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Frank Ocampo: Living Joyfully in the Present

Frank Ocampo is busy. He’s pursuing a master’s degree in counseling, interning at a behavioral treatment center for at-risk youth, serving as the head assistant for MU’s commuter program, volunteering at a church and working as a barista at Roger’s Café.

“I feel like I’m running a marathon,” he says. “And right now I’m at mile 24.”

Those two final miles stretch between now and May 2014, when Ocampo graduates. As excited as he is to move towards a career in counseling, he’s careful not to live solely in the future. The same goes for the past.

“I’ve learned what it means to live joyfully in the present since I’ve been at Multnomah,” he says. “If you have the joy of Christ in you, no one can rob that but yourself.”

Ocampo is definitely joyful. His eyes light up when he tells the story of his journey to MU.

Ocampo was raised in London, England, by a family of devoted Christians. He attended a church of 30 people where he and his sister were the only youth. In 2001, Ocampo’s pastor sent the siblings on a summer-long trip to Boise, Idaho, so they could experience Christian community with their peers. It was Ocampo’s first trip to the States, and it marked a pivotal point in his relationship with God. The months were filled with youth conferences, summer camps and an encounter with Christ that changed Ocampo’s life.

“I realized that church wasn’t just a social club or something to tick off your list because your parents have done it,” he recalls. “I met Jesus face-to-face. I was shaking. Had tears in my eyes. It was amazing.”

Ocampo was so moved by his trip that he brought his best friend, Darryl Answer, to Boise with him the following summer. For the next two years, the friends flew to Idaho together. Each visit helped them mature in their faith and deepen their relationship with Christ.

The last time they visited Boise, in 2003, they were struck with an epiphany: “We realized it was frustrating that we had to go to the States in order to experience Christ,” Ocampo says.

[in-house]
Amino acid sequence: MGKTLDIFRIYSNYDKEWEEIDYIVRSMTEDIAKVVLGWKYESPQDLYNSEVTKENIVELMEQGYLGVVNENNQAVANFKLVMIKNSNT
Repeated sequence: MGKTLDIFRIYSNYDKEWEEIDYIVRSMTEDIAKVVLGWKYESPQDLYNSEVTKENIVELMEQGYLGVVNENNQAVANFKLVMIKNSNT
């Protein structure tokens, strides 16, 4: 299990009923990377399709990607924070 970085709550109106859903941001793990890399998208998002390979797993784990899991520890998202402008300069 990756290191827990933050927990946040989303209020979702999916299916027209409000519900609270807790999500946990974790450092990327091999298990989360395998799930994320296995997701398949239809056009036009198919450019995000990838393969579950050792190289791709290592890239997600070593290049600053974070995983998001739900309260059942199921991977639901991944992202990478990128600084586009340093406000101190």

But the friends’ dissatisfaction gave way to a dream. The boys made it their goal to one day open a community center in London that facilitates after-school activities for at-risk youth. They knew the significance of being invested in — giving back felt like the right thing to do. 

“I want there to be a dance studio, music studio, music room and an arts room, so they can express themselves,” Ocampo says. “I’m hoping to get volunteer tutors to help these young people excel academically. I want it to be a hangout spot for them so they can build relationships with each other; a safe place where they can get out of a drug and alcohol and sex-filled environment.”

Ocampo took the first step toward his dream in 2007, when he left London to attend Boise Bible College in Idaho. He earned a Bible and Theology degree. Then God put a passion for counseling in his heart.

This newfound love led Ocampo to Multnomah’s graduate program. It was a beautiful fit. The likeness he found between his hometown and Portland even helped ease his homesickness — he affectionately calls Portland his “mini London.”

A strong commitment to counseling youth defines Ocampo’s life. “I want to help them overcome their issues now rather than later in life,” he says. “If you catch current problems, these young people will have a chance at a better and brighter future.”

Due to rules his internship center has, Ocampo is not allowed to share his faith with clients. But he still has big dreams for all of them. “A lot of them have no hope,” he says. “I want them to believe they can choose to live a better life. I believe that through finding truth, they can find God.”

Counseling is emotionally draining, Ocampo admits. To keep himself mentally and physically healthy, he works out often and invests in the people he loves. He even helped establish a club soccer team with a group of men from MU, and he looks forward to playing with them every Sunday. He also loves skyping with his family.

Ocampo makes time to read the Word whenever he can. It reminds him that God is faithful and will equip him to do good works.

Even though hundreds of miles separate Ocampo and his best friend, the dream they share for their future is alive and well.

Both men continue to prepare themselves for what lies ahead. Answer is working for an organization that helps troubled youth in Kansas City, Missouri. Ocampo is pondering his next move after graduation. His visa allows him to work for one year after he receives his diploma, and he would love to spend that time counseling more at-risk youth.

Ocampo and Answer know they will return to London one day.

“The sweetest thing to do when you’re holding a plan is to leave your hands open,” Ocampo says. “Sometimes I want to throw in the towel and go home to my family. But the most important lesson I’ve learned from being at MU is what it truly means to deny yourself and trust Christ. When he’s ready for me to go home, I’ll go home. In the meantime, I take each day as a blessing to learn about, love and praise the Lord Jesus.”